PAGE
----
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Gator season opens for select few

When Chris and I bought our home in 2018, he pretty much gave me free range to do whatever my little heart desired with the inside. His one request was simple enough: let him have the living room. That I could do. What a tradeoff, right!? One room in exchange for everywhere else? Sold!

I had no idea then what I was getting myself into.

On second thought, in full transparency, maybe I had some idea because I married an outdoorsman, but I digress.

Nonetheless, I knew I’d have fish on the walls, some mounted deer, maybe a duck or two, a stuffed bobcat. Our agreement was fine and dandy until last fall. Then, he really pushed the limits. In just a few months, I’ll have to see a preserved gator head somewhere in my living room as the taxidermist just called and told us it’s ready for pick-up.

For years, Chris tried and tried to win the Georgia Department of Natural Resource’s lottery for an alligator tag. He finally got his lucky break last September, and almost a year later, he’s reliving the thrill of the hunt, hoping someone here in Emanuel will get to experience the same thing.

You see, the American alligator is, at the heart, a conservation success story. Due to loss of habitat and unregulated market hunting, alligators were reduced to low numbers by the early 1900s. Thanks to the efforts of conservationists and state wildlife agencies, alligators were listed as endangered in 1967. This status, combined with proactive management and law enforcement efforts by wildlife professionals, allowed alligator populations to rebound. They now flourish over most of their historic range. Alligator populations increased to the point that their protected status was downlisted in 1987, allowing greater flexibility to manage populations.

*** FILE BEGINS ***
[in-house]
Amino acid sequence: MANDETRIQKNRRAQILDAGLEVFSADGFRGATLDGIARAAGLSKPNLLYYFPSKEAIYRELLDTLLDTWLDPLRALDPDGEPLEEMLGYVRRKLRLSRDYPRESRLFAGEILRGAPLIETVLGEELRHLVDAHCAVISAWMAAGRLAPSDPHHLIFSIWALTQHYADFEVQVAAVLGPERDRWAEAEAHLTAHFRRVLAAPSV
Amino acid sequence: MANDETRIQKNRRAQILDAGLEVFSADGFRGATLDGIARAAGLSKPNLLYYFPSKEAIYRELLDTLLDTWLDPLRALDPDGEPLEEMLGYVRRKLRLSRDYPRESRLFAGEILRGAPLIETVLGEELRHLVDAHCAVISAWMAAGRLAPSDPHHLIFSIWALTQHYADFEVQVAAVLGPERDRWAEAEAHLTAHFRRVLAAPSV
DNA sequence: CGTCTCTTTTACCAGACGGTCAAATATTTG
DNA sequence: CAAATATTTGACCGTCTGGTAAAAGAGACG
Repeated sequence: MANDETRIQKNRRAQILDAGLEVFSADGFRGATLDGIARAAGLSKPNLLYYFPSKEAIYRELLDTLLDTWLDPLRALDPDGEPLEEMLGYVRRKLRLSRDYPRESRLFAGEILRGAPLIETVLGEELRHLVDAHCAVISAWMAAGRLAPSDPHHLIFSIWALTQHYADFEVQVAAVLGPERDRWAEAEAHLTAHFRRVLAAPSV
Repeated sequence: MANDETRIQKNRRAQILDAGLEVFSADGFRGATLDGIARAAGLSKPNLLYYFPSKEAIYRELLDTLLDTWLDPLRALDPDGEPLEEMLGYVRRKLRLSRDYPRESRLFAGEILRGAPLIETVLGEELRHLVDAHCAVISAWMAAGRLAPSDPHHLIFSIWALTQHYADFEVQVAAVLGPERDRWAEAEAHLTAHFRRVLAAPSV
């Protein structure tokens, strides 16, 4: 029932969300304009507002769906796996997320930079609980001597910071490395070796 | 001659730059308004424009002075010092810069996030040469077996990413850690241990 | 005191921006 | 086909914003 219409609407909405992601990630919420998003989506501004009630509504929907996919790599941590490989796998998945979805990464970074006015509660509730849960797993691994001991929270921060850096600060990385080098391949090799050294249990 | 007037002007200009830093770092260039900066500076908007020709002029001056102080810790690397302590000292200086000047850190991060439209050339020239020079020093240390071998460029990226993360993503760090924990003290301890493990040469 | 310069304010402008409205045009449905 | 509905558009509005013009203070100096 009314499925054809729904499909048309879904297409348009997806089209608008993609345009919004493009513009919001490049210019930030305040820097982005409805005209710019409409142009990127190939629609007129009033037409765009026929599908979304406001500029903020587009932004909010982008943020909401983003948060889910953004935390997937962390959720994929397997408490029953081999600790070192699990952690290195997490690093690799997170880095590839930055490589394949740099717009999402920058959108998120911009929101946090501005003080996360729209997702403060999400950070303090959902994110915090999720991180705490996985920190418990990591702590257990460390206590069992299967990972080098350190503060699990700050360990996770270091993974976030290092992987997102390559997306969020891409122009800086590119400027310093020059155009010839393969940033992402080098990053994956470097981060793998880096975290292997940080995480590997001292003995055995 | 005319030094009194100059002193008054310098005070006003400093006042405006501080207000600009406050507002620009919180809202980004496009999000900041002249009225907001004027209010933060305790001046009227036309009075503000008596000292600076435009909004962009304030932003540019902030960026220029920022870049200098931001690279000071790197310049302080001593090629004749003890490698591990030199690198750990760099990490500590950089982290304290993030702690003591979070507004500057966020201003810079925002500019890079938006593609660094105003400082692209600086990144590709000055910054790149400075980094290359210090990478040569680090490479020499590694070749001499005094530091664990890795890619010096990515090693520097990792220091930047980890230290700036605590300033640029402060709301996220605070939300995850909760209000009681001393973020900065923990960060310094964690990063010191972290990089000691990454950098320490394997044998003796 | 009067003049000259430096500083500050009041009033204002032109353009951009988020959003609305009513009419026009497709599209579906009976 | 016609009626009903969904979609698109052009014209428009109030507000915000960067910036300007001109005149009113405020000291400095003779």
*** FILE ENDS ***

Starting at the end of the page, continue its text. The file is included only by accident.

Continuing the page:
The alligator population in Georgia is one of many renewable natural resources that can maintain limited harvest, in concert with biological monitoring and periodic evaluations. Our state’s flourishing alligator population is managed in part by licensed nuisance alligator agent-trappers, who annually remove about 170 gators in Georgia. Perhaps the most effective method of managing Georgia’s gator numbers, though, boils down to a regulated hunting season, which opens this weekend at sunset this Friday, August 20. The season will close at sunrise on Monday, October 4.

People like my husband who are interested in participating in a totally hands-on, eye-to-eye hunting adventure unlike any other hunting experience—madmen, if you will—can enter the drawn-at-random lottery through Georgia DNR’s Wildlife Resources Division. The application period started back on June 1, though, so if you didn’t get your submission in by then, you’re out of luck this year. Tag winners were notified by July 15.

The tag is good for a bag limit of one gator. Any “legal” gator in Zone 9, which encompasses Emanuel, must be greater than or equal to 48 inches in length as measured from end of the snout to tip of the tail. Hunters may use only handheld ropes or snares, snatch hooks, harpoons, gigs, or arrows with a restraining line attached to land the animal. Once a gator has been caught, the hunter has to report it to DNR within 24 hours, and a ranger will then come and certify the catch.